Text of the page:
As mentioned in a previous announcement, Engine Yard has released our latest stack, stable v5. With many feature enhancements and stabilization in the past three months, we are thrilled to announce that we have made stable v5 the default stack for the Engine Yard PaaS platform.
For Ruby on Rails developers, we’ve released support for Ruby 2.3. Engine Yard is more committed than ever to keep relevant with all the latest stable versions of Ruby and Rails. Ruby 2.4.0 as the first stable release of the Ruby 2.4 series just came out, which will be offered by the Engine Yard Cloud platform very soon.
For PHP developers, PHP 5.6 and PHP 7 are available in stable v5. This brings current support for PHP developers regardless of needing 5.6 or 7 for their applications. This also allows a seamless upgrade path for developers.
For Node.js developers, we’ve significantly ramped up our offering for Node.js in stable v5. 4.6.0 / 6.4.0 / 6.7.0 are now available in stable v5. We also provide a brand new reference application for Node.js. Engine Yard recently sponsored Nodeknockout, hundreds of Node.js developers leveraged Engine Yard’s Node.js offering in stable v5 for this distinguished competition. We now have around 150 Node.js applications running in stable v5.
With stable v5, we now offer Docker support through Chef recipes. You can write infrastructure code that runs containers along with your other customizations. Docker allows you to run more apps and software on the Engine Yard PaaS platform. We’ve published some example cookbooks for running containers on v5 here.
To name a few, here is a short list of recent platform enhancements:
- Support for AWS’s EFS Solution
- Support for the AWS Data Pipeline
- Containerized turnkey application support
- Enhancements to the onboarding workflow
- Provisioning capabilities for AWS’ Mumbai region
- Further expansion of AWS’s AP Southeast region and new instance types
Moreover, many enhancements were added to EYGL (Engine Yard Gentoo Linux distribution), such as:
- Upgrade Ruby 2.1.x and Ruby 2.2.x on stable v4 instances using OpenSSL 1.0.1, the upgraded Ruby versions come as default on stable v5 instances
- PHP 7 support
- Node.js 4.6.0 / 6.4.0 / 6.7.0 support
- Latest AMI (Engine Yard Gentoo Linux 2016.06.014.final Operating System Image) revision for stable v5
- Recent OpenSSL security updates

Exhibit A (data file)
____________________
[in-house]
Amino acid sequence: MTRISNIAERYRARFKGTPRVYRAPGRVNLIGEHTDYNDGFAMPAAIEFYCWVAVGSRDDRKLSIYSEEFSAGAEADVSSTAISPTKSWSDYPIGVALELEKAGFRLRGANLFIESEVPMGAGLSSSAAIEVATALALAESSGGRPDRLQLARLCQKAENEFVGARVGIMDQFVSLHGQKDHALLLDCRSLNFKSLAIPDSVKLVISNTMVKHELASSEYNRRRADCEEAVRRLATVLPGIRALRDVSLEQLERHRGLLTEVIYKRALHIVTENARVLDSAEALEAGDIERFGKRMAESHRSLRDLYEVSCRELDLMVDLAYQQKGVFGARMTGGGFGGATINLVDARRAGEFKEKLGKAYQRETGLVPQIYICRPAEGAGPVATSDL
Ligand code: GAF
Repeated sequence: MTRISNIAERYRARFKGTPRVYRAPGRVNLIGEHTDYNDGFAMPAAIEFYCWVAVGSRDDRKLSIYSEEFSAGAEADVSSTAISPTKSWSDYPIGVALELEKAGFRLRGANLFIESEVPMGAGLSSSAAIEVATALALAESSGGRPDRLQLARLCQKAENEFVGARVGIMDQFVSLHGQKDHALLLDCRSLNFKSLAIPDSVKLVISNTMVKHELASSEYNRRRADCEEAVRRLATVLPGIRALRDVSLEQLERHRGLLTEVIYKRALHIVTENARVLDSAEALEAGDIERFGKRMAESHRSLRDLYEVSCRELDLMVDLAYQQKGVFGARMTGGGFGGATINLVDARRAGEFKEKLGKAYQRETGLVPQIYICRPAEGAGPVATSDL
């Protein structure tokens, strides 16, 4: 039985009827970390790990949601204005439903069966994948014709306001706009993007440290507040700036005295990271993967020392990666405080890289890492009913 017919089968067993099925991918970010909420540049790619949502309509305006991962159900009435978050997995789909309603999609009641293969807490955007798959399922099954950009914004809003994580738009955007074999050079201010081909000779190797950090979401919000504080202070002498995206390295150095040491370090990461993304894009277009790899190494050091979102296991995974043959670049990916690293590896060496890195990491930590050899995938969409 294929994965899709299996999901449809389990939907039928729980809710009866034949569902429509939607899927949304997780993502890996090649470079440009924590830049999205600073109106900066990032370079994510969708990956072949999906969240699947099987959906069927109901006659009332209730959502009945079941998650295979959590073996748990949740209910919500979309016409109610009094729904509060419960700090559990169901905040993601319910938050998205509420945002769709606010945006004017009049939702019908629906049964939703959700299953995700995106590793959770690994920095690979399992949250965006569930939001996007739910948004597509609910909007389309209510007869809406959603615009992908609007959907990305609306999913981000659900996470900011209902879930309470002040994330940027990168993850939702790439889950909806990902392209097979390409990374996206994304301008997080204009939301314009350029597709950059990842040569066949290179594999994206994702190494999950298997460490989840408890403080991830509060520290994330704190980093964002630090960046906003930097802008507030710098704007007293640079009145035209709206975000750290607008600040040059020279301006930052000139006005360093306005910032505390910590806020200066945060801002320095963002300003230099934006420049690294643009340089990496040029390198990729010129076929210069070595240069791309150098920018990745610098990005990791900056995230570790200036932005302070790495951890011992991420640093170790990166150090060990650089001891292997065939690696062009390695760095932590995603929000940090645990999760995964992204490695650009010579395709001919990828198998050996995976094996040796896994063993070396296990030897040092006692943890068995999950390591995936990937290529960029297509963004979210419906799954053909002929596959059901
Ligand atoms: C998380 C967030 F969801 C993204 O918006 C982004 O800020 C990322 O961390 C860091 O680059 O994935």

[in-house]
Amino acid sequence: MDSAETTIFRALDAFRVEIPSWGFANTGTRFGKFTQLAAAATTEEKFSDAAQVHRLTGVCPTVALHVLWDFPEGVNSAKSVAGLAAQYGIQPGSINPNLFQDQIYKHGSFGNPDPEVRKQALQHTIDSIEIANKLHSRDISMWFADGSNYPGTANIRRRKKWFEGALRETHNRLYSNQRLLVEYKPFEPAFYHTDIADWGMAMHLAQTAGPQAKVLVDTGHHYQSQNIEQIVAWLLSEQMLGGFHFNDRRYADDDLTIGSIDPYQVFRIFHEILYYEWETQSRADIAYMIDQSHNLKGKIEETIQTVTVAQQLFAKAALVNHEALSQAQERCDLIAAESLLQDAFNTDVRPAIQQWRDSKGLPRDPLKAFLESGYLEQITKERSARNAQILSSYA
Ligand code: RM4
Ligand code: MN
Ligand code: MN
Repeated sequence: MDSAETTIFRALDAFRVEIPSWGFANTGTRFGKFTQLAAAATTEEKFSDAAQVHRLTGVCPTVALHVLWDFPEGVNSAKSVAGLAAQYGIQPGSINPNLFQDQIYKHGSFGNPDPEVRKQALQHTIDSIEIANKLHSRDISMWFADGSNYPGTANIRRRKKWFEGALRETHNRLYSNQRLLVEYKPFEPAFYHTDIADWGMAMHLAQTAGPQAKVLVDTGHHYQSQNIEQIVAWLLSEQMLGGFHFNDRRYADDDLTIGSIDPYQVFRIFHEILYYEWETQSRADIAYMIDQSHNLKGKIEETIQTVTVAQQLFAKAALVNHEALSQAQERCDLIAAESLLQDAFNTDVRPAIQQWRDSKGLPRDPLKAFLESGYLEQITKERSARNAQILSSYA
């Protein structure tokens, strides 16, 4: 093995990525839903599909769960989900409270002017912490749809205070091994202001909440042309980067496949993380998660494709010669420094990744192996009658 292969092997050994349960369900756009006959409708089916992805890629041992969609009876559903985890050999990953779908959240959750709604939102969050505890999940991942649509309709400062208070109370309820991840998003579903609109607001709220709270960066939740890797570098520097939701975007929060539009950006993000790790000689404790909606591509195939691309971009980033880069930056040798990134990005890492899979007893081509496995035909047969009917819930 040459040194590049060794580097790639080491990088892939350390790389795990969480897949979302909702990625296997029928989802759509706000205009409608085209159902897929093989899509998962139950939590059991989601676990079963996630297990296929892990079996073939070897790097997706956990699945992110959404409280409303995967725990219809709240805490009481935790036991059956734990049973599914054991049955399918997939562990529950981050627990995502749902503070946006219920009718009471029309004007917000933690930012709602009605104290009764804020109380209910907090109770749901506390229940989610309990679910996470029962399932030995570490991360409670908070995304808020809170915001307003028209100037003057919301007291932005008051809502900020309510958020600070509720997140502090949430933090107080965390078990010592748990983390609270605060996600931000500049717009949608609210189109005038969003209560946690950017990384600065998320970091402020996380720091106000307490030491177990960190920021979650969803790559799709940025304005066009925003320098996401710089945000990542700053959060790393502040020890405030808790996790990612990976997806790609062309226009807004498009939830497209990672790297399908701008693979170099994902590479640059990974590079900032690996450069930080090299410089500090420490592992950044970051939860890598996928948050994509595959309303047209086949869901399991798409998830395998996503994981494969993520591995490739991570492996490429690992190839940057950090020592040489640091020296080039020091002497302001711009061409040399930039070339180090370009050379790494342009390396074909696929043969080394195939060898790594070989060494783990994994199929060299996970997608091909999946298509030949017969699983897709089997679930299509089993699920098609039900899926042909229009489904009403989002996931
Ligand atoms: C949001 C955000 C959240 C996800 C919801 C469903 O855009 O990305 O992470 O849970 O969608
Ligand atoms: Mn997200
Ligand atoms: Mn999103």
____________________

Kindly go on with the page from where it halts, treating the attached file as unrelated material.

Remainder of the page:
Another exciting development is we are working to add support for new languages on the Engine Yard Cloud platform. Currently we are working on Elixir which will be available for preview very soon.
Engine Yard makes use of Gentoo Linux with a Hardened Gentoo Linux Toolchain for customer instances. This strategy encourages a focus of proactively hardening the software utilized through specialized security technologies offered by the Gentoo OS. Additionally, Engine Yard follows standard industry best practices in securing the OS image that is distributed for customer use.
Standardized customer deployment build images have been created and access to publish the images is restricted to appropriate individuals.
Toolchain & Userspace
Engine Yard Gentoo Linux inherits and is built upon a Hardened Gentoo Linux profile that includes security features such as Stack Smashing Protection. Leveraging the Hardened Gentoo profile enables built-in security technologies to the included compiled software transparently, such as:
- Read-only sections after the loader is finished (RELRO)
- Full binding at load-time (BIND_NOW)
- Stack Smashing Protection (SSP)
- Position Independent Executables (PIEs)
- Compiler option FORTIFY_SOURCE
- Improved address space layout randomization (ASLR)
These technologies mitigate many common vulnerability types in compiled software like buffer overflows, format string attacks and more. These protections are added transparently, without the software’s author awareness or requiring authors to write their code differently.
Engine Yard performs targeted scans against standard application installation paths (/bin, /usr/bin, /sbin, /usr/sbin) when preparing a new OS release to ensure the AMI only includes packages in the base OS image along with the limited packages specifically needed to work with the Engine Yard cloud platform. Up-to-date security bugfixes We also monitor security bulletins, security advisory mailing lists/feeds and key bug trackers for vulnerabilities that may affect Engine Yard’s software stack. As fixes become available they are incorporated into the latest version of the Engine Yard AMI or Portage tree when possible.
Vulnerability scanning takes place daily to validate that baseline images used in customer deployment are appropriately secure. Critical vulnerabilities are addressed timely in accordance with documented procedures.
Remote access to instances is through OpenSSH public key authentication. By default, password authentication is disabled to prevent password brute force attacks, sharing and theft.
Services and ports
Only the packages specifically needed to work with the Engine Yard cloud platform are installed on the image. This means no unnecessary services and daemons are installed or enabled by default. Security advisories for software providing these services are monitored closely and addressed timely.
This is a platform-wide upgrade that was rolled out on 12/16/2016. Customers who created new environments in the past few weeks might have already notice this change. If you have any questions, get in touch and let’s talk about how we can work together.